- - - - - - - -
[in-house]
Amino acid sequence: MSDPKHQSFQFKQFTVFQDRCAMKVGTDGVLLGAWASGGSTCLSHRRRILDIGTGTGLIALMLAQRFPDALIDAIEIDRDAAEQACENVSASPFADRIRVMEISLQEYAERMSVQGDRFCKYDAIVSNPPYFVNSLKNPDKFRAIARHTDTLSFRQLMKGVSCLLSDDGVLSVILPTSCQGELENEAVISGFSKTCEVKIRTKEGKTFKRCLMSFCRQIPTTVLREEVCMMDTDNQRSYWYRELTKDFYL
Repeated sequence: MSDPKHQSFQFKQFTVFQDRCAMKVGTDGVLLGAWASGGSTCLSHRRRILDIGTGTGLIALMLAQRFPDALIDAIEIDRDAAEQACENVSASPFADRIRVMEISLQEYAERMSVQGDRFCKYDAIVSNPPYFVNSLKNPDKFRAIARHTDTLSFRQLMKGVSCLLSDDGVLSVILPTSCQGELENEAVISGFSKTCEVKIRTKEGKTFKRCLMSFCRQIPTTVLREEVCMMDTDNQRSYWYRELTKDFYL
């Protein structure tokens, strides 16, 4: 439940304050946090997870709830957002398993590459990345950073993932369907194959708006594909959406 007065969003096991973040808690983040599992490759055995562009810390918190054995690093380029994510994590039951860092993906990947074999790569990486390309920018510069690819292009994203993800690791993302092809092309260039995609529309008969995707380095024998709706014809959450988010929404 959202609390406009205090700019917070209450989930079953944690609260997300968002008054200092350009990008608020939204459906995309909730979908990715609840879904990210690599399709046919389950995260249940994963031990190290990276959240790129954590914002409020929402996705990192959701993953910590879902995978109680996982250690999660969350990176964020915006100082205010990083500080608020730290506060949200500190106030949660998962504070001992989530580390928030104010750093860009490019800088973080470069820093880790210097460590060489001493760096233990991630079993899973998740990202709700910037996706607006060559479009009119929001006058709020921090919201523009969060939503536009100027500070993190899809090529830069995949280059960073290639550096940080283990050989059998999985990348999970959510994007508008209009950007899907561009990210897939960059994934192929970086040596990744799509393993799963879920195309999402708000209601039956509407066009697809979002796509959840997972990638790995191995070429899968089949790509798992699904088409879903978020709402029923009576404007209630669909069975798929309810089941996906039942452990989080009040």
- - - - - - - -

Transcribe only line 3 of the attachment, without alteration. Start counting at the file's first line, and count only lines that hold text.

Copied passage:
Repeated sequence: MSDPKHQSFQFKQFTVFQDRCAMKVGTDGVLLGAWASGGSTCLSHRRRILDIGTGTGLIALMLAQRFPDALIDAIEIDRDAAEQACENVSASPFADRIRVMEISLQEYAERMSVQGDRFCKYDAIVSNPPYFVNSLKNPDKFRAIARHTDTLSFRQLMKGVSCLLSDDGVLSVILPTSCQGELENEAVISGFSKTCEVKIRTKEGKTFKRCLMSFCRQIPTTVLREEVCMMDTDNQRSYWYRELTKDFYL